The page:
Even though it was 27 years ago, I still remember my daughter’s first smile. I’d been giving and giving and giving to that child. I shared my body with her. I gave birth to her which was a pretty major endeavor. And then for those first six weeks or so it was that endless cycle of nursing, diaper changes, getting to know her, miles and miles of rocking her to sleep. On this one, crisp October morning she locked eyes with me and smiled. It was a for real smile not a gas or accident smile. I remember being astounded. I even said out loud to her, “You mean you’re going to give something back?” It filled me, that smile.
So fast forward a few decades. Her son is now six weeks old. He’s been smiling a bit but those were just accidental smiles amid the myriad of faces he makes awake and asleep. I love all his faces. His mad cry face is one of my favorites, but I like them all. I just happened to be there the week he started to smile (because I can’t quit going back to take him in.)
He locks eyes and smiles. I wish I had words to describe how that felt…like connection, wonder, rebirth, joy, love. Then of course, I was beside myself trying to get him to smile again and again. He has a crooked smile and it is gorgeous.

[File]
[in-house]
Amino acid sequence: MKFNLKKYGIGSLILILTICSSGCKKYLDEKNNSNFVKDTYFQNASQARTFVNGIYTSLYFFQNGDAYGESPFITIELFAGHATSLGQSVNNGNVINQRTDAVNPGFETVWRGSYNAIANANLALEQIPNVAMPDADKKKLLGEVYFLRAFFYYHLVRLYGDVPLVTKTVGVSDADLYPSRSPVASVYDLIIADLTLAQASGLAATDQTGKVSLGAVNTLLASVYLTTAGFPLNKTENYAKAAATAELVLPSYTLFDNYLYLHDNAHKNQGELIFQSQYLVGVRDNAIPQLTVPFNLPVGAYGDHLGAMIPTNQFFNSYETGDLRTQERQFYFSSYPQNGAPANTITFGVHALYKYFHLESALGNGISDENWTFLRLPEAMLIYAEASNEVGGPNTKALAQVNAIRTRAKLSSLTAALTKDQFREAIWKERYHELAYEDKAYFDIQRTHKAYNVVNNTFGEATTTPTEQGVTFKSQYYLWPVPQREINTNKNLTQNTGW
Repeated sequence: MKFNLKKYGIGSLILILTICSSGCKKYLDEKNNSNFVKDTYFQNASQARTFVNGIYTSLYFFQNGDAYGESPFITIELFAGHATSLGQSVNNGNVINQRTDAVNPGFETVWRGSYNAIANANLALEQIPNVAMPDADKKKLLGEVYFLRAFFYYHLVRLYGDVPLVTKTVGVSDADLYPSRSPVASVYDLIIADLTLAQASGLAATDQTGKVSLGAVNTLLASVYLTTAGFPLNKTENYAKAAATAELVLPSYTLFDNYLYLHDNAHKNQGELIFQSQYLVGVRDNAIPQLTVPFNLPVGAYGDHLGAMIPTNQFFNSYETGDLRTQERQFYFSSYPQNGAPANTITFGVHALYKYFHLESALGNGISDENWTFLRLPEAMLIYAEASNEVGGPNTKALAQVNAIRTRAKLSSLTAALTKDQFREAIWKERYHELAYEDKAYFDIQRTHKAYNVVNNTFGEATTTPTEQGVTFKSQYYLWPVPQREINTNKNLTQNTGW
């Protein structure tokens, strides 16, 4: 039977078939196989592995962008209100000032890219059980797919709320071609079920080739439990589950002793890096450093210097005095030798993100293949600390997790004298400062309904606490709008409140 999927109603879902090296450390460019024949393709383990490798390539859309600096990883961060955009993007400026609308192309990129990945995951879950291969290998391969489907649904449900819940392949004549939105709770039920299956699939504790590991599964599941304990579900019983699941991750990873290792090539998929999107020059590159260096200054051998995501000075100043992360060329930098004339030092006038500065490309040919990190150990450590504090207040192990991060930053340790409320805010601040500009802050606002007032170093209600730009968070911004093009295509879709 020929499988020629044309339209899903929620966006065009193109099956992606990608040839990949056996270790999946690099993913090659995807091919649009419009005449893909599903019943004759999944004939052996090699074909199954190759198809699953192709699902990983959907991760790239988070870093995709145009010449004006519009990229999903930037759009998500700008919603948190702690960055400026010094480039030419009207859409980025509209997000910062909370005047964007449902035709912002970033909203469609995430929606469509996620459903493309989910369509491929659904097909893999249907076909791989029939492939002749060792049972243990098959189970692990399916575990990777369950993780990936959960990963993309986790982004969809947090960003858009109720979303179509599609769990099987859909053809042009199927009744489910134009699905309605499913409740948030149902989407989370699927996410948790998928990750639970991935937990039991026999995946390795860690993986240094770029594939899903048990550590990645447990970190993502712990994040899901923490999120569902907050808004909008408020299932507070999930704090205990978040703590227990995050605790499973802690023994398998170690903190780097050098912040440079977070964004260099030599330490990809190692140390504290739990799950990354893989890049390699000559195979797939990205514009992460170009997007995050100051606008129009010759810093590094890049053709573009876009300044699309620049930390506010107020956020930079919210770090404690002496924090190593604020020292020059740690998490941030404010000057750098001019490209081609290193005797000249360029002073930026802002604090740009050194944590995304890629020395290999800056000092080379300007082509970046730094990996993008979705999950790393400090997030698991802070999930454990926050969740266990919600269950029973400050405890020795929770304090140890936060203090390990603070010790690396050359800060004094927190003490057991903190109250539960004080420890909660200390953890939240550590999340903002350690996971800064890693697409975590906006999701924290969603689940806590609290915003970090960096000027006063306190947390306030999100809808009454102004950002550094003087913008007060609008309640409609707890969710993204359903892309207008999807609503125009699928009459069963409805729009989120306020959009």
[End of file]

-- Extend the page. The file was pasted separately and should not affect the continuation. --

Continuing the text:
And now he joins that great company of people, all around the world who can gift one another with a smile. A smile is the same in every language amazingly. It cuts across cultures, traditions and socio-economic classes.
The day my grandson smiled at me, I decided I was going to do that too. If he could bring that much joy to me, I can share it. So, I’m practicing: just lock eyes and smile; lock eyes and smile. Strangers seem to like it. Wait staff at restaurants do too. My husband enjoys it and so does my big football player son. You have to look up from your phone or your work or your computer and notice people to do it. It takes practice.
Mother Teresa, always wise and perceptive, said, “We shall never know all the good that a simple smile can do.” I’ve learned it from babies. Lock eyes and smile and see what happens.